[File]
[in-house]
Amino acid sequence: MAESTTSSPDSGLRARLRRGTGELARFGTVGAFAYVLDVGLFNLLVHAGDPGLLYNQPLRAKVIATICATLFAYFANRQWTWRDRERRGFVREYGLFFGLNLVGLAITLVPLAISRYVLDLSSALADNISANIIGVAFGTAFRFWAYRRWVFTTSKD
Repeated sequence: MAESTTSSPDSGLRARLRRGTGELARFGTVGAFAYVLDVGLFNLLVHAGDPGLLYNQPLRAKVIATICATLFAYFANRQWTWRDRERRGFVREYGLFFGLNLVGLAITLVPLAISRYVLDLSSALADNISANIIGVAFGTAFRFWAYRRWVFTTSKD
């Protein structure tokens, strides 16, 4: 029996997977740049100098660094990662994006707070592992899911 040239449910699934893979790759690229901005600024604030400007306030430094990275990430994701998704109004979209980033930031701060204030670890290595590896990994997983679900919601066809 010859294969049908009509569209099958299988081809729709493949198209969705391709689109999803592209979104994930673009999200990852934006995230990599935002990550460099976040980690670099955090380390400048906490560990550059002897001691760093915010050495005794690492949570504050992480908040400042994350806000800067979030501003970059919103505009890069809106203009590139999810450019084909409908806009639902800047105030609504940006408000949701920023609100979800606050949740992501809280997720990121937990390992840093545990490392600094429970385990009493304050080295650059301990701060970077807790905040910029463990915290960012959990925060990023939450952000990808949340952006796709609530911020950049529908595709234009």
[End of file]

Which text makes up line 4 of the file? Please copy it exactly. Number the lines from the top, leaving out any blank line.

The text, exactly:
């Protein structure tokens, strides 16, 4: 029996997977740049100098660094990662994006707070592992899911 040239449910699934893979790759690229901005600024604030400007306030430094990275990430994701998704109004979209980033930031701060204030670890290595590896990994997983679900919601066809 010859294969049908009509569209099958299988081809729709493949198209969705391709689109999803592209979104994930673009999200990852934006995230990599935002990550460099976040980690670099955090380390400048906490560990550059002897001691760093915010050495005794690492949570504050992480908040400042994350806000800067979030501003970059919103505009890069809106203009590139999810450019084909409908806009639902800047105030609504940006408000949701920023609100979800606050949740992501809280997720990121937990390992840093545990490392600094429970385990009493304050080295650059301990701060970077807790905040910029463990915290960012959990925060990023939450952000990808949340952006796709609530911020950049529908595709234009």